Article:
The Project Team—L to R: Dylan Lamar, Green Hammer; Michael Bonn, Ankrom Moisan Architects; Mike Steffen, Walsh Construction Co.; Jay Nees, Walsh Construction Co.; Craig Kelley, Housing Development Center; Jeremy Brooks, Walsh Construction Co.; Jessica Woodruff, REACH Community Development; receives their PHIUS+ Certification plaque from Katrin Klingenberg, PHIUS Executive Director (far right).

How did you sell PH to the client? What are the benefits to the Building Owner?

The benefits to REACH are being born out in the benefits to the residents of the building. We estimate we’ll achieve nearly 90% reduction for heating and 60-70% for overall energy use compared to a typical building of its type. The building will also have improved indoor air quality provided by the continuous ventilation, better comfort in the units for the tenants, improved construction quality reducing the risk of moisture intrusion, and reduction of noise from the adjacent light rail line.

REACH was also able to secure private sources of funding for the project we would not otherwise have been able to acquire as a result of the innovative nature of the project. The project has gained a significant amount of local and national press and notoriety, and has shed light on the fact that Passive House, which has traditionally been available to the middle and upper income, can be available to lower income families. The work of the team has also had a broader effect on the industry by informing best practices and pushing energy efficiency and comfort standards. Much of the progress, lessons learned, and even failures of Orchards at Orenco, has been shared through blogs, articles, interviews, and presentations at conferences. We hope that this type of information sharing is helpful for other owners, designers, and builders who are interested in bringing Passive House and/or other ultra-low energy concepts to multi-unit residential buildings in the future.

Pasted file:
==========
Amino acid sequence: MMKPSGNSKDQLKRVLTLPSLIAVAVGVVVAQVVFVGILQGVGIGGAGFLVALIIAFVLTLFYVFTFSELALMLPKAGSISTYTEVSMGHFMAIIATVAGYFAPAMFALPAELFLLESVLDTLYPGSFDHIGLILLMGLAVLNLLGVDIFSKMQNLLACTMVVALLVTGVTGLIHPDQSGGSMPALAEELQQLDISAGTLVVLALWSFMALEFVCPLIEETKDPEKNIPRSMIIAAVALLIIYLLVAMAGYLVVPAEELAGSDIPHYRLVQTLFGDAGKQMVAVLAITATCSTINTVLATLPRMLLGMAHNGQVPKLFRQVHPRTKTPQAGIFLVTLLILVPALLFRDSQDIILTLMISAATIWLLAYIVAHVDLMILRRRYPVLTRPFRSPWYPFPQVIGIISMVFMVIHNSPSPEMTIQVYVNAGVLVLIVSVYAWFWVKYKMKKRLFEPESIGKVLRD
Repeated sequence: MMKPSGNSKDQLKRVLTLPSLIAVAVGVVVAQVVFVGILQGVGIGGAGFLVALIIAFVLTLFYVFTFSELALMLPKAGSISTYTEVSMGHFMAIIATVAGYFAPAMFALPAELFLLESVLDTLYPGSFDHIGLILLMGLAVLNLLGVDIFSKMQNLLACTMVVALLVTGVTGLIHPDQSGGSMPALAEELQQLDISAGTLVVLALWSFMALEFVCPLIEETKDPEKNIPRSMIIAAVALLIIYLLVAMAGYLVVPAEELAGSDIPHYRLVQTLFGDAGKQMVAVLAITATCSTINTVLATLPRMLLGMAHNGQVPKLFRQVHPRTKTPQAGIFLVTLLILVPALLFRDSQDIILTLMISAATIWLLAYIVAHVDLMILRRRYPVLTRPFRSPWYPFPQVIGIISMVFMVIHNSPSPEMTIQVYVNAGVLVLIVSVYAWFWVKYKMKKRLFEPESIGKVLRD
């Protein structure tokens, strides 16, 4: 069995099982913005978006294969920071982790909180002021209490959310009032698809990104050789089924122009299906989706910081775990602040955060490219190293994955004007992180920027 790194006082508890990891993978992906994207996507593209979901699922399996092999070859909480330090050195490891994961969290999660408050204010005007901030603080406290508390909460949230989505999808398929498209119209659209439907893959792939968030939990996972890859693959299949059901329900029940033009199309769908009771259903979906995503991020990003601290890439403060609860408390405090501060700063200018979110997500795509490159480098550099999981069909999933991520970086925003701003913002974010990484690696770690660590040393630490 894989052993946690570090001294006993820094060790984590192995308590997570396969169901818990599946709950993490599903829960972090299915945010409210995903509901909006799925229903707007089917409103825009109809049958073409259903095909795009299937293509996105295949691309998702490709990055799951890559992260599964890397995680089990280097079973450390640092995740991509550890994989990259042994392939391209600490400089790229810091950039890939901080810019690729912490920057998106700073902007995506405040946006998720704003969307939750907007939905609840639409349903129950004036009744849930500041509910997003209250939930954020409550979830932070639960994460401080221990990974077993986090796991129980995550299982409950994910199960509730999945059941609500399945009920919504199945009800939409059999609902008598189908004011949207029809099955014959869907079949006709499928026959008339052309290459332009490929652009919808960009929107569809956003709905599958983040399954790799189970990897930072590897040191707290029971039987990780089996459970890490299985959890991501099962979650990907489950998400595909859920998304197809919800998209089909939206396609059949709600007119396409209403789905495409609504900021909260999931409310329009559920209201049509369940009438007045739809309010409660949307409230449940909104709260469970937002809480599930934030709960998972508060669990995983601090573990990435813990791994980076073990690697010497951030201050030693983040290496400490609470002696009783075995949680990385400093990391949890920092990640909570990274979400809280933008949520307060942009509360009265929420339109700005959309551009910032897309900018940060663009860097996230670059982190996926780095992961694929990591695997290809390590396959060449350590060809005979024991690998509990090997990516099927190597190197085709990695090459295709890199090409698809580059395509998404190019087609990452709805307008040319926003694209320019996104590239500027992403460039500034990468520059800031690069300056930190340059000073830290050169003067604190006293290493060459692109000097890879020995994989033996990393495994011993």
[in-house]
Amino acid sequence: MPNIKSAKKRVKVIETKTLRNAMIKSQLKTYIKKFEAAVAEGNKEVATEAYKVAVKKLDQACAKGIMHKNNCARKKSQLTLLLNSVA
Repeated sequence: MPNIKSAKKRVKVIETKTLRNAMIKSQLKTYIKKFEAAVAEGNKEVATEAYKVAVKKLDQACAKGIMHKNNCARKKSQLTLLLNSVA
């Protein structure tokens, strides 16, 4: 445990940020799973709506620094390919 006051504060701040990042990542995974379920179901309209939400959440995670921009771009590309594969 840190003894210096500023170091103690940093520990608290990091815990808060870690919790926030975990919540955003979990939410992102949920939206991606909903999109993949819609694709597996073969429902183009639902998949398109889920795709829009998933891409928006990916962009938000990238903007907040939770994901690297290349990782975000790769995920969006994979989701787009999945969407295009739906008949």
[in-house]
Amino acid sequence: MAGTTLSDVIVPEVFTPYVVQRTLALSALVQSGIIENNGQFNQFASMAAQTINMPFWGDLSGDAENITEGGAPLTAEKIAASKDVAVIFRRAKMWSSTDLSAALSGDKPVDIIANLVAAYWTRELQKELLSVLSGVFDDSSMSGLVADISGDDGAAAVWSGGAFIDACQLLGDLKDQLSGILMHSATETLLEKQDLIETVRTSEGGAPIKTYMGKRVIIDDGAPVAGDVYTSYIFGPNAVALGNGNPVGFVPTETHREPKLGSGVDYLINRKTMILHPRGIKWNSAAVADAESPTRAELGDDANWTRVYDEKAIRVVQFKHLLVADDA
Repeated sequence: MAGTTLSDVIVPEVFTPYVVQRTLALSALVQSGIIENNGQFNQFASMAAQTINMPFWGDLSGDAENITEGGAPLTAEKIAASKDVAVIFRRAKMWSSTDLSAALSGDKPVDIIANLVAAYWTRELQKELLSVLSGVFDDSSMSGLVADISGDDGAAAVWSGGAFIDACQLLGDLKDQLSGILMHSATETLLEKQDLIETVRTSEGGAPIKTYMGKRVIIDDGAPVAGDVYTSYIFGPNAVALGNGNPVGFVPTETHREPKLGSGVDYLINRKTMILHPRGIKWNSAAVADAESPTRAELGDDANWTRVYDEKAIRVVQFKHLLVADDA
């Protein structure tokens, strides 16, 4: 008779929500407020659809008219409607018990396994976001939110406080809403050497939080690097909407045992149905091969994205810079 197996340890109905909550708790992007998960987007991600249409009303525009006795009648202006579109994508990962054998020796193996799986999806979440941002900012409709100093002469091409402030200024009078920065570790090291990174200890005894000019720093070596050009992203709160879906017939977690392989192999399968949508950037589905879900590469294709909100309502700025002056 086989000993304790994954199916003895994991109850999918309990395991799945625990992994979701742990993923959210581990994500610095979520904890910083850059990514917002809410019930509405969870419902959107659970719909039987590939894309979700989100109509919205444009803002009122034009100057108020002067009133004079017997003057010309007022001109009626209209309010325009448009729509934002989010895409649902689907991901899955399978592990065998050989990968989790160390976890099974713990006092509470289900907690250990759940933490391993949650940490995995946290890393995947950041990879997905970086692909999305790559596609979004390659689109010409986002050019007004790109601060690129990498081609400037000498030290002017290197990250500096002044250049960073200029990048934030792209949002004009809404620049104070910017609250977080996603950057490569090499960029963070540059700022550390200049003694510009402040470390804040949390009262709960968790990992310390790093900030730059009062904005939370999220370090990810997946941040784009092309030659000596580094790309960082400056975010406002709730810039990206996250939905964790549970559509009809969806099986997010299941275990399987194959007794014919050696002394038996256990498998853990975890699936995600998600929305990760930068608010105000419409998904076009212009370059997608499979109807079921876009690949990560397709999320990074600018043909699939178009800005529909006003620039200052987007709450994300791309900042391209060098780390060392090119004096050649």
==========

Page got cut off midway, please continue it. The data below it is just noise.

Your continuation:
Cost Benefit Analysis

Much of the benefit of the energy savings will go to the residents. The savings is expected to be $30-45 per month per unit, which for a low income resident is the equivalent of a 1-2% increase in their annual income.

On a broader scale, Orchards at Orenco meets REACH’s goal of providing affordable living options. We were able to:

  1. 1. Secure an affordable transit oriented design site in the Orenco Station neighborhood in Hillsboro—Oregon’s fifth largest city, home to rapidly growing high tech and healthcare industries, and also to the nationally recognized Orenco Station neighborhood, and early and successful model of New Urbanism;
  2. 2. Build a project affordable to those earning incomes less than $30,000 per year, and
  3. 3. Develop an extremely energy efficient building to Passive House energy standards.

Stay tuned for Orchards Phase II!

Based in Portland, REACH Community Development’s mission is to create quality, affordable housing and opportunities for individuals, families, and communities to thrive. REACH is a nonprofit affordable housing development and property management company, begun in 1982 in response to neighbors’ concerns about deteriorating housing conditions in Southeast Portland, Oregon. Today, REACH owns and manages a portfolio of 2073 units of service enriched affordable housing located across the Portland metropolitan region, including properties in Multnomah, Washington, and Clark Counties. Our portfolio includes new and renovated plexes, apartment buildings and mixed-use developments. The team involved with Orchards at Orenco at REACH included Dee Walsh, Michelle Haynes, Dan Valliere, Jessica Woodruff and Ben Sturtz.